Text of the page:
False Beliefs About False Starts: The Myth of CenturyLink Field

Lately I’ve been looking in to NFL penalties, and I’m hoping to have a larger project on them in the near-ish future. But for today, just one penalty: the false start. As football fans, we know what causes false starts: miscommunication and confusion between members of the offense, usually brought on by the home crowd cheering its defense to the tune of more than 100 decibels or so. It’s pretty common knowledge that in CenturyLink Field, the Seattle Seahawks enjoy probably the best home-field advantage in the NFL. That may well be true, and an oft-cited statistic is that the Seahawks have benefited from more opponent false starts at home than any other team in the league. We all know it’s true, everyone in Seattle, and all the visiting offenses that have played there, and of course I took that added difficulty for granted when my 49ers went up north to play there. The thing is, uh… it’s a myth.

Let’s start with that claim, “the most”. ESPN Stats & Information keeps tabs on opponent false starts in every stadium in the league. Then, for reasons I don’t fathom, they hide this information so no one can access it, even people who are willing to pay for it. I found an occasional reference to one or two stadiums in their various blog posts, but no go. The most comprehensive list I can find is only the top four, proudly displayed on the Seahawks’ own website. They proclaim that since 2005, visiting offenses have false started 121 times at CenturyLink Field, 115 at Mall of America Field (Vikings’ home field), 107 at Ford Field (Lions’), and 104 at University of Phoenix Stadium (Cardinals’). Well, that settles it I guess.

Wait, hold on! Since 2005… why? CenturyLink opened for the 2002 NFL Season. The selection of 2005 is what statisticians call “arbitrary endpoints”, or what I call “arbitrary endpoints used to make whoever is using the statistic sound cooler than they really are”.1 By perusing the “Home field advantage” section of CenturyLink’s Wikipedia page, I discovered that counting from 2002, the Vikings actually have the most opponent false starts. (The Seahawks are second.) Hm. The stadium hasn’t changed since then… maybe the fans have? Maybe, or maybe in an infamous 2005 game, the visiting New York Giants false started 11 times in Seattle. Hey, that’s exactly what happened! Without that one game2, the Vikings have the most since 2005 (as well as 2002).

Well still, offenses are false starting in Seattle a lot, right? Well… probably not. NFLPenalties.com has logged every NFL penalty since the 2009 season. Their false start data includes which teams have drawn the most false starts from opponents, although tragically without home/away splits. But in fact, that doesn’t really matter. Over the last five seasons (Week 1, 2009 through Week 15, 2013), 50.79% of all (3,103) false starts have actually come when the offense is at home. Seriously? The data must be wrong right? Well, NFLPenalties.com is just conveniently reformatting the information from NFL.com‘s play-by-play data, so the information should be as accurate as anything else NFL.com compiles, and is quite official.

Back to Seattle. Even without knowing in which stadium, I know how much all of each team’s opponents have false started against them the last five seasons. Even better, these aren’t just raw sums, but come with how many games each team has played. Leading the way is the Arizona Cardinals, with a whopping 1.75 opponent false starts per game; the Vikings are second with 1.46 per game. Seattle is tied for 18th (with Cleveland) at 1.15 opponent false starts per game. Could the Seahawks still be forcing a league-leading number of false starts (on a per game basis) at home, and just be unlucky by having played offenses that seldom false start when the Seahawks themselves go on the road? It’s possible, but quite unlikely, especially over five years’ worth of opponents.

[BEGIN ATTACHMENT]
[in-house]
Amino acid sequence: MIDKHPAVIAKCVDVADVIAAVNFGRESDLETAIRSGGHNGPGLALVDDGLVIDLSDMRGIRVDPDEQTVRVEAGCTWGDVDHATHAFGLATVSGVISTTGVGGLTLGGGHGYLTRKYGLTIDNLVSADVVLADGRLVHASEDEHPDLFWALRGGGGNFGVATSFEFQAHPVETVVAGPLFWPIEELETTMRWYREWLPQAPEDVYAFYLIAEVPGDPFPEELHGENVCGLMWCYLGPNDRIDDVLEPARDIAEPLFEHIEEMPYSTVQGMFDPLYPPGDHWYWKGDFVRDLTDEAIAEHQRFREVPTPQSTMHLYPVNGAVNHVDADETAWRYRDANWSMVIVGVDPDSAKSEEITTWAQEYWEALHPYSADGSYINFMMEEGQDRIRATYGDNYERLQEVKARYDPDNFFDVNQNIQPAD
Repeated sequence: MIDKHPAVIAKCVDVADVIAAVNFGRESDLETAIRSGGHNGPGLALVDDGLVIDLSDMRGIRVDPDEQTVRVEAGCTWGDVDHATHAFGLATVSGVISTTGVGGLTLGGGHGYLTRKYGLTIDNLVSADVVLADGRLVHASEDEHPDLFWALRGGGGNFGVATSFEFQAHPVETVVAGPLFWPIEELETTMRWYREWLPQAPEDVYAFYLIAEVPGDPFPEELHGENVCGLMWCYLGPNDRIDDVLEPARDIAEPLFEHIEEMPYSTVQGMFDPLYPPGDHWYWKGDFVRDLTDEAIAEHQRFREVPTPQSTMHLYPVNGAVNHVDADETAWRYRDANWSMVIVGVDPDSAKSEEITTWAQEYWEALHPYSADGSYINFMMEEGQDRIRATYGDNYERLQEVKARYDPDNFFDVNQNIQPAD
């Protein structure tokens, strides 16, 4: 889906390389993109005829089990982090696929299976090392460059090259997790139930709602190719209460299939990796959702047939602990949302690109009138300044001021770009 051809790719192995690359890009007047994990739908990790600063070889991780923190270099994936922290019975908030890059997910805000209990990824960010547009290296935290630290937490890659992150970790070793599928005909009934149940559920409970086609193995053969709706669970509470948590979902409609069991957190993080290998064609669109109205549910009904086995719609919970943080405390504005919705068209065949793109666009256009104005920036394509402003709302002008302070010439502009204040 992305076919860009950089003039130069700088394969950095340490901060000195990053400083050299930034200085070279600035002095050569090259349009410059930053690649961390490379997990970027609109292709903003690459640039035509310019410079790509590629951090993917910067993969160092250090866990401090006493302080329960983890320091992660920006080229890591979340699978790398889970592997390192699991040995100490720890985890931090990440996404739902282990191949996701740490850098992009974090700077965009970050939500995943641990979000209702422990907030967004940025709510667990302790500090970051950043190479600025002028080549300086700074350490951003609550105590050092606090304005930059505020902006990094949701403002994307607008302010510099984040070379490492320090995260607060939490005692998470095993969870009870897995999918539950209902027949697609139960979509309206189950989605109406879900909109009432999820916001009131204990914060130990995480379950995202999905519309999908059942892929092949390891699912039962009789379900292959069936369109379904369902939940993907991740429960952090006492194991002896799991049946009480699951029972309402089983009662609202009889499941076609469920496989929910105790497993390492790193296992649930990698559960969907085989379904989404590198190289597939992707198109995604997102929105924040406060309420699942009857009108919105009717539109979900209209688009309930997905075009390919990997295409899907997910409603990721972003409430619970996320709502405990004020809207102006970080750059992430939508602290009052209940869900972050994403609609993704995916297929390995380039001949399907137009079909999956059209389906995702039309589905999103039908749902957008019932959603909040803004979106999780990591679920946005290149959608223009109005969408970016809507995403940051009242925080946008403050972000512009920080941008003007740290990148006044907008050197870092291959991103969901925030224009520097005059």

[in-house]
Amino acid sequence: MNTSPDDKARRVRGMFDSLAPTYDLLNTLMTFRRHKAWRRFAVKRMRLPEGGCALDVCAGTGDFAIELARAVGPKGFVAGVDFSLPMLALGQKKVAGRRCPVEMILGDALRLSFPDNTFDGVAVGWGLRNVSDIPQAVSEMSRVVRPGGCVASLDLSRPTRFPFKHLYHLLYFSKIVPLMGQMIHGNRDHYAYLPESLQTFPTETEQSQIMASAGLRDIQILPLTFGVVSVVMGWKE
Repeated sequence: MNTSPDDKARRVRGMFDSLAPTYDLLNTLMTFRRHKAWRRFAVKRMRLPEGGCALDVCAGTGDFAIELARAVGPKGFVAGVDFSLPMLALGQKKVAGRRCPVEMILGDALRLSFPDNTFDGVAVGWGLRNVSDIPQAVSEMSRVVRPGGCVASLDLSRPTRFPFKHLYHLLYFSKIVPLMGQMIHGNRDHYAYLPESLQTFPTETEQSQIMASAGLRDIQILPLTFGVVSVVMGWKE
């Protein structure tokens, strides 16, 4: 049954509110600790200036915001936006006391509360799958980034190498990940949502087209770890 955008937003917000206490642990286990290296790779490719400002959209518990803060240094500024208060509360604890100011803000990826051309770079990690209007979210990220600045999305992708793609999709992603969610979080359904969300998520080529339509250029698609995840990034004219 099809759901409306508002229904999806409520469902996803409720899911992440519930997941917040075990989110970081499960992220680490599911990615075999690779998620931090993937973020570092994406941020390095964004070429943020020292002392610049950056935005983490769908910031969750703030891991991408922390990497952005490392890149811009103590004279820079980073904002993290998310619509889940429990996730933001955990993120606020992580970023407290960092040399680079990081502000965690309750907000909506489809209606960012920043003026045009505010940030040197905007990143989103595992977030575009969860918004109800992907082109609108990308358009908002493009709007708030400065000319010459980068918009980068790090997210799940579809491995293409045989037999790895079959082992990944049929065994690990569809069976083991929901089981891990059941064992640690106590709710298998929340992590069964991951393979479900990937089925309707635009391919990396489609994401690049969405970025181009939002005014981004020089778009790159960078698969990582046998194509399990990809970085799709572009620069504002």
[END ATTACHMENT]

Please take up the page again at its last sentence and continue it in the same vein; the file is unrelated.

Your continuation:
Consider: the 49ers, Cardinals, Rams, and Seahawks make up the NFC West, and have eight common opponents each year.3 Any two of those teams, say the Cardinals and Seahawks, have 10 common opponents, the eight plus the 49ers and the Rams, whom they place twice each, once at home and once on the road. So the Seahawks and Cardinals (and 49ers and Rams) have mostly played the same teams over the last five seasons. If the Seahawks were playing a lot teams that just didn’t false start very much (either at home or on the road or both), the Cardinals would play many of them too, and have the same difficulties. But the Cardinals lead the league with 1.75 opponent false starts per game over the last five years, while the Seahawks are tied for 18th with 1.15 per game. This may be because no such Seahawks advantage truly exists, or because teams are preparing for them much better than they used to (while perhaps not taking the Cardinals as seriously). Regardless, the extra false starts in Seattle seem to be a myth of the past. I wonder how long the legend of CenturyLink Field will continue into the future.


  1. Rolls right of the tongue. 
  2. It’s also not clear how many games we’re talking about. Most teams play eight home games a year, with a couple each year playing a “home” game in London. Of course there are also playoff games at home. But we’re looking at 60+ games, at least. 
  3. It’s the brilliance of NFL scheduling. The divisions rotate. Last year, every team in the NFC West played every team in the NFC North & AFC East; this year, every team in the NFC South and AFC South. Next year, it’ll be the NFC East and the AFC West. And so on. 
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